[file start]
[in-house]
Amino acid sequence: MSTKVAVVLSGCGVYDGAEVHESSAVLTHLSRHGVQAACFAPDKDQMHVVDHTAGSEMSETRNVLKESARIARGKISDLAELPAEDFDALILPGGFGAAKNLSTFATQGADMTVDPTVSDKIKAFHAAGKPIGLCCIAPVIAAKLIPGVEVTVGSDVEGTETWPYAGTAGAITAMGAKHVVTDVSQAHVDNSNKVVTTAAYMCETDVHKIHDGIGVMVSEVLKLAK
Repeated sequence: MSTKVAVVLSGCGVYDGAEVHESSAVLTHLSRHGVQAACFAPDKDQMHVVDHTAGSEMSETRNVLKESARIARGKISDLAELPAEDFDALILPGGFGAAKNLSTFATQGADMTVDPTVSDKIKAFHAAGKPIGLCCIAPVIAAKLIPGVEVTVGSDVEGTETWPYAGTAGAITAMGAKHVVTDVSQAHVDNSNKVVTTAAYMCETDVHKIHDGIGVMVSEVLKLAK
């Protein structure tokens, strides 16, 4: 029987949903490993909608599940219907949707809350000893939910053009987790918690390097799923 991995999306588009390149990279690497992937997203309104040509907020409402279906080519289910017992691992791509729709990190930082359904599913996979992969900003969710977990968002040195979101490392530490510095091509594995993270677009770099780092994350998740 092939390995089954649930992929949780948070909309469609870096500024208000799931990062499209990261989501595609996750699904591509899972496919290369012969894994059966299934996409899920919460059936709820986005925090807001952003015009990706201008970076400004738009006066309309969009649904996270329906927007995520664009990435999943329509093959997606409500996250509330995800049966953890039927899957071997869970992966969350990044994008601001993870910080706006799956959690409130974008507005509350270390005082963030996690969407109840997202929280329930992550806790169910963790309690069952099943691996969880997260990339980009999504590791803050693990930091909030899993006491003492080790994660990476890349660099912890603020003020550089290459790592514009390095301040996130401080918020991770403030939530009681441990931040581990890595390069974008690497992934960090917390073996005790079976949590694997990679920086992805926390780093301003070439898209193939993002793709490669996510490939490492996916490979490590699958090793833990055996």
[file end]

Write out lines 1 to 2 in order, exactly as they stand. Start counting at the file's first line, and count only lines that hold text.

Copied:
[in-house]
Amino acid sequence: MSTKVAVVLSGCGVYDGAEVHESSAVLTHLSRHGVQAACFAPDKDQMHVVDHTAGSEMSETRNVLKESARIARGKISDLAELPAEDFDALILPGGFGAAKNLSTFATQGADMTVDPTVSDKIKAFHAAGKPIGLCCIAPVIAAKLIPGVEVTVGSDVEGTETWPYAGTAGAITAMGAKHVVTDVSQAHVDNSNKVVTTAAYMCETDVHKIHDGIGVMVSEVLKLAK